Disc Reviews

Paul Simon doesn't have to ever write another song and his reputation as one of the top handful of contemporary singer/songwriters is secure.

By
September 20, 2007 08:43
2 minute read.
paul simon disk 88 224

paul simon disk 88 224. (photo credit: )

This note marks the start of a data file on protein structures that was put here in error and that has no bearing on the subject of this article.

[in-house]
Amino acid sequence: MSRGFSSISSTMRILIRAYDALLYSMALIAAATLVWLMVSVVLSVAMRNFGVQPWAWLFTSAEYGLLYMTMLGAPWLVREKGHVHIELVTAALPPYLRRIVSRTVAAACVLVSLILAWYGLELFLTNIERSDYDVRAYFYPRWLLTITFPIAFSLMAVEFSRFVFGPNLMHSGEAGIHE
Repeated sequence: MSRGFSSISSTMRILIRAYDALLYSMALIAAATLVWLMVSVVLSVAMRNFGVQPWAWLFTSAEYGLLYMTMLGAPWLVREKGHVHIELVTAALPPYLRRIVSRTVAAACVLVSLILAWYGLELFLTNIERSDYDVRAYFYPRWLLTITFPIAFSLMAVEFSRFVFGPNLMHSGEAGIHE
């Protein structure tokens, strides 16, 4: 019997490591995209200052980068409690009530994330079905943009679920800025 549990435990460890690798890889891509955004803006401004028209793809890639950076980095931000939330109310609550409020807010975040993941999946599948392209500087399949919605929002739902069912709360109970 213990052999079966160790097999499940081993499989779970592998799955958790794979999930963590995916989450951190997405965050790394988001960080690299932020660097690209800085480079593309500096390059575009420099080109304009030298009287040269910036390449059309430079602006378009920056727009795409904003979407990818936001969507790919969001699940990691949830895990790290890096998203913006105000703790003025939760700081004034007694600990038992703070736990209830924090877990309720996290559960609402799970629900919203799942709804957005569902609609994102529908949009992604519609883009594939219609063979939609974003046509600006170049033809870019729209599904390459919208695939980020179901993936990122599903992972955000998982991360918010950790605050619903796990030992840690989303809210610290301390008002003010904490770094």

PAUL SIMON The Essential Paul Simon (Hatav Hashmini) Paul Simon doesn't have to ever write another song and his reputation as one of the top handful of contemporary singer/songwriters is secure. The Essential Paul Simon makes that abundantly clear with 36 songs on two CDs spanning his post Simon & Garfunkel career, and makes an equally convincing case that Simon is one of those rare artists whose post-famous solo work surpasses his band work. It's a musical education to trace the winding route from his S&G-like self-titled debut album in 1972 which featured songs steeped in the folk-rock tradition like "Duncan" and "Mother and Child Reunion." Only a year later There Goes Rhymin' Simon (with one of his simplest yet most monumental works "American Tune") and a couple years after that Still Crazy After All These Years saw the master craftsman branching out and testing a dazzling array of styles with equally sparkling results. The compilers wisely stick to only a couple tracks each from the mid-career lull in the early Eighties which produced the sub-par One Trick Pony and Hearts and Bones, but picks up big time again with a plethora of selections from the awesome one-two punch of Graceland and Rhythm of the Saints. The remaining third of more recent songs presents a mixed bag, exposing a noticeable lag in quality - particularly the forced material from the ill-conceived Broadway show Songs From the Capeman. However, both "Outrageous" and the sublime "Wartime Prayers" from his 2006 comeback Surprise indicate that Simon may still have more ammunition to bolster his status as the second-best Jewish songwriter (after Dylan, of course) of the rock and roll era. THE DOORS Live in Boston 1970 (Hatav Hashmini) As befits almost any band that existed for a relatively short time and boasted such an enigmatic, charismatic frontman who died young like Jim Morrison, The Doors' stature in rock folklore has increased as the years go by. But were they really that good? Ostensibly, a blues-based proto-punk group of bohemians fueled in equal measures by the Nuggets-era organ mania of Ray Manzarek and the shaman poetry of Morrison, the band certainly forged an identifiable dark, dense style that was part beatnik, part pop - a synthesis that was later embraced by everyone from Patti Smith to Henry Rollins. The Doors were able to fire off Top 40 commercial hits, snake through elongated improvisatory passages, and rock out like a power trio - usually all on the same album. Live, however, they threw the three-minute hits out the door, preferring to stretch out and explore - they sank or swam on based on the band's incredible telepathy and upon Morrison's whim. When he was on, they really did break on through to the other side. But when he had over-indulged in one of his vices, they were the definition of the term train wreck. The three-CD Live in Boston album finds the band reaching both extremes in one night, in a performance that Manzarek accurately calls "over the edge." Live In Boston is like an uppercut to the expensively groomed chins of contemporary mainstream rock performers, whose every move, every between song patter, and every note is choreographed and planned as precisely as a Broadway show. In 1970, even in arenas, bands often played two shows a night turning the house over and doing a late show. Live in Boston captures both the raucous early show and the even more chaotic late show in all its shambolic, glorified mess.


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